codomain

Pronunciation

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Pronunciation

- (
*America*) IPA: /ˌkoʊ.doʊˈmeɪn/

**codomain** (*plural* codomains)

- (
*mathematics, analysis*) The target set into which a function is formally defined to map elements of its domain; the set denoted*Y*in the notation*f*:*X*→*Y*.**1994**, Richard A. Holmgren,*A First Course in Discrete Dynamical Systems*, Springer, page 11 ↗,- Definition 2.5.
*A function is onto if each element of the***codomain**has at least one element of the domain assigned to it. In other words, a function is onto if the range equals the**codomain**.

- Definition 2.5.
**2006**, Robert L. Causey,*Logic, Sets, and Recursion*, 2nd Edition, Jones & Bartlett Learning, page 192 ↗,- Once we have described f as a function from A to B, by convention we will call B the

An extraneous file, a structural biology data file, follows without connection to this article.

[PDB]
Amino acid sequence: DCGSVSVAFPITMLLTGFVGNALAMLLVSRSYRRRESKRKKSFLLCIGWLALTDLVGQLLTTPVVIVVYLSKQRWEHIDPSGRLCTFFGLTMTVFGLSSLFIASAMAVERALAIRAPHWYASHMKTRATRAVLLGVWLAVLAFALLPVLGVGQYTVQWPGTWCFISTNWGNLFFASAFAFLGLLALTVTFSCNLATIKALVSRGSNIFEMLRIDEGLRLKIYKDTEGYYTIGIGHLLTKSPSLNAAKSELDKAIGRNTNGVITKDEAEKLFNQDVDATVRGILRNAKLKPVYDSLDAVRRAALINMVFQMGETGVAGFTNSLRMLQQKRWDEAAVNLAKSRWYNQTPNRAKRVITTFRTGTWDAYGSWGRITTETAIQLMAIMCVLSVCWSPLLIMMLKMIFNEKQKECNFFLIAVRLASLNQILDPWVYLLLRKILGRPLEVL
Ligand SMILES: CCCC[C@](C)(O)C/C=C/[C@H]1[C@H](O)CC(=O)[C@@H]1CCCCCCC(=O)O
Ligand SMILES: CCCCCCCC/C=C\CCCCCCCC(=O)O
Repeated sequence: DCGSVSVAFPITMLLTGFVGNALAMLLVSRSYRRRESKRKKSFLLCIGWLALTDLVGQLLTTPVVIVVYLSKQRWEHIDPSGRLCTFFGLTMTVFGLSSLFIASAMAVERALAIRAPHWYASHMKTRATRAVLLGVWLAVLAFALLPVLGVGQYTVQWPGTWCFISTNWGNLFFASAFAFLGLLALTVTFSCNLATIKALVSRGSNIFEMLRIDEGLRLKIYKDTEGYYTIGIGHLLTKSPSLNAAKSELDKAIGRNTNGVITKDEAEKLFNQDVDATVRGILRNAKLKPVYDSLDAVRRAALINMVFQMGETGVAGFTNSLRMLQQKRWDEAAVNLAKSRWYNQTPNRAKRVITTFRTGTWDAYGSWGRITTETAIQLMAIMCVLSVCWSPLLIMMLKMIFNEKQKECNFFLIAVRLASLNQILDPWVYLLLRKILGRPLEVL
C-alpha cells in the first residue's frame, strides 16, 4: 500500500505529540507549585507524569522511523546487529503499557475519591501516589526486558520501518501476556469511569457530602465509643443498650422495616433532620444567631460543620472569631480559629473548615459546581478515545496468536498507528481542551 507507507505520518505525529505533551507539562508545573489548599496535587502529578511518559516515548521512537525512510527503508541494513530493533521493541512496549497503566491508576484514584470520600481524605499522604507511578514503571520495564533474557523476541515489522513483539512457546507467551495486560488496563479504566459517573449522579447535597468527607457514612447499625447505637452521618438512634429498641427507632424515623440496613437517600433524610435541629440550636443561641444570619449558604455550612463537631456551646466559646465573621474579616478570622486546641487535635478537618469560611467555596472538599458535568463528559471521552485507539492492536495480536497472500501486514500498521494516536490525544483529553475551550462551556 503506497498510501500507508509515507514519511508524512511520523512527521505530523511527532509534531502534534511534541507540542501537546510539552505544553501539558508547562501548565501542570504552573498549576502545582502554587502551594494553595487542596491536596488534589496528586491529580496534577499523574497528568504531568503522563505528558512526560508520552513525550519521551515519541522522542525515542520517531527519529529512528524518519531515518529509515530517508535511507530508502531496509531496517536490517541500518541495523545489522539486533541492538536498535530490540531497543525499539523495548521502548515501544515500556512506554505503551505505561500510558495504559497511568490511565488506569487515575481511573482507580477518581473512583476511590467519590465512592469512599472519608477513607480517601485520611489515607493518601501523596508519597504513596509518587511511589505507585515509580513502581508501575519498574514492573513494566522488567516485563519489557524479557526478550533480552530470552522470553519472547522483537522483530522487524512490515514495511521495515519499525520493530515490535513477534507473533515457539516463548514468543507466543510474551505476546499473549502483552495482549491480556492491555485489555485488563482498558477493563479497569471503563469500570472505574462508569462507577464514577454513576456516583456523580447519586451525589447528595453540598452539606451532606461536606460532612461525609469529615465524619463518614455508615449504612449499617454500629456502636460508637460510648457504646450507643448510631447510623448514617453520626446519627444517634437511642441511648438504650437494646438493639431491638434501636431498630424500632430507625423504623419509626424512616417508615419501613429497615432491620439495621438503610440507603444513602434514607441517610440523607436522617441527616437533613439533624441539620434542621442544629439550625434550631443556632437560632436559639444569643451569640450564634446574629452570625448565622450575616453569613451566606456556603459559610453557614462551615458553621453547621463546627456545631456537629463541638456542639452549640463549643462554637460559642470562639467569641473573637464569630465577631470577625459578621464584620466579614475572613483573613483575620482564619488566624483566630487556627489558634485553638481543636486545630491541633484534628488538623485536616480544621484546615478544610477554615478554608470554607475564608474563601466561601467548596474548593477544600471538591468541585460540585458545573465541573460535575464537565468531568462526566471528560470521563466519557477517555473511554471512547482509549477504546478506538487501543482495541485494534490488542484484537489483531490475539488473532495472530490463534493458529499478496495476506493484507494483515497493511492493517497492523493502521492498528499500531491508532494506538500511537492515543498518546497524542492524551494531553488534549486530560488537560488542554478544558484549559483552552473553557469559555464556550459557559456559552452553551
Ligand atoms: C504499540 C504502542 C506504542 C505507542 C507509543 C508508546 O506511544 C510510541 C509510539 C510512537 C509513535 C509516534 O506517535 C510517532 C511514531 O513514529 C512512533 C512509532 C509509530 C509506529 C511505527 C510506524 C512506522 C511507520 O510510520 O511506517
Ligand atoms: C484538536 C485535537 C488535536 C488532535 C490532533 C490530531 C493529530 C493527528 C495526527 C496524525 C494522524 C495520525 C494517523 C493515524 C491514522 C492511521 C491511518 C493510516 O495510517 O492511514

, even though other sets, of which B is a subset, could have been used. […] If y is an element of the*codomain***codomain**, then y\in\mathit{Img}(f,A) iff there is some x in the domain such that f maps x to y.

- Once we have described f as a function from A to B, by convention we will call B the
**2017**, Alan Garfinkel, Jane Shevtsov, Yina Guo,*Modeling Life: The Mathematics of Biological Systems*, Springer, page 12 ↗,- For example, the
**codomain**of g(X) = X^3 consists of all real numbers. A function links each element in its domain to some element in its**codomain**. Each domain element is linked to exactly one**codomain**element.

- For example, the

- (
*target set of a function*) range

- (
*target set of a function*) domain

This text is extracted from the Wiktionary and it is available under the CC BY-SA 3.0 license | Terms and conditions | Privacy policy 0.004